Hydrodynamic performance of a biomimetically improved tidal turbine blade

Shi, W. and Rosli, R. and Atlar, M. and Norman, R. and Wang, D. and Yang, W. (2015) Hydrodynamic performance of a biomimetically improved tidal turbine blade. In: The 4th International Conference on Advanced Model Measurement Technology for the Maritime Industry, 2015-09-28 - 2015-09-30, Istanbul Technical University.

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    Abstract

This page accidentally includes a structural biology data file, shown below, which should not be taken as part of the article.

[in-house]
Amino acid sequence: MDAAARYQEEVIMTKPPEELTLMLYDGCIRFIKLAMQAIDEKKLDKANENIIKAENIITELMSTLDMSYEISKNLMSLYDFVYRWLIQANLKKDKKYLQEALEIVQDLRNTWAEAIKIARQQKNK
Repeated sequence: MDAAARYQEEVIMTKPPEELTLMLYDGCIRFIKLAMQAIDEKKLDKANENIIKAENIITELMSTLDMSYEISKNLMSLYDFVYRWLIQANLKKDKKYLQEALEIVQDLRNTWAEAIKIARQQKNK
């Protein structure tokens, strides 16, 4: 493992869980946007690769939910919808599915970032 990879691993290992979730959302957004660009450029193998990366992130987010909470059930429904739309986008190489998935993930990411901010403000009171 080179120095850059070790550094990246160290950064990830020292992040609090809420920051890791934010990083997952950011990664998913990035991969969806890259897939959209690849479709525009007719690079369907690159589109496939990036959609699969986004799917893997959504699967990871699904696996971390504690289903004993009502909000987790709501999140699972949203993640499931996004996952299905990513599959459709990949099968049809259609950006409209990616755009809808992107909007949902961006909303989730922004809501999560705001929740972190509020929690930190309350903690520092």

This paper contributes into the investigations on the feasibility of improving the performance of a marine current turbine using a biomimetic concept inspired from the leading edge tubercles at the flippers of humpback whales. An experimental test campaign has been recently conducted in the Emerson Cavitation Tunnel at Newcastle University and some details of this test campaign together with the findings are summarised in the paper. A set of tidal turbines with different leading-edge profiles was manufactured and tested to evaluate the effect on the hydrodynamic performance. Various tests, which included performance, flow observations, noise and cavitation, were conducted under different speed and different pitch angle settings of the turbine blades. Eventually, by these investigations, the advantage and disadvantage of applying the leading-edge tubercles on the hydrodynamic performance of the tidal turbines were evaluated as well as further understanding of this biomimetic concept in applying on to tidal turbines. As far as the performance tests are concerned, the results showed that the models with the leadingedge tubercles had a better performance in the lower tip speed ratios (TSRs) and at lower pitch angle settings where the turbine blades were working under the stall conditions. Furthermore, the tubercles have enabled to start the turbines quicker at very low TSR range. In the meanwhile the biomimetic concept did not compromise the maximum power coefficient value of the turbine without the tubercles but shifted the distribution of the coefficient over the range of the tip speed ratios tested.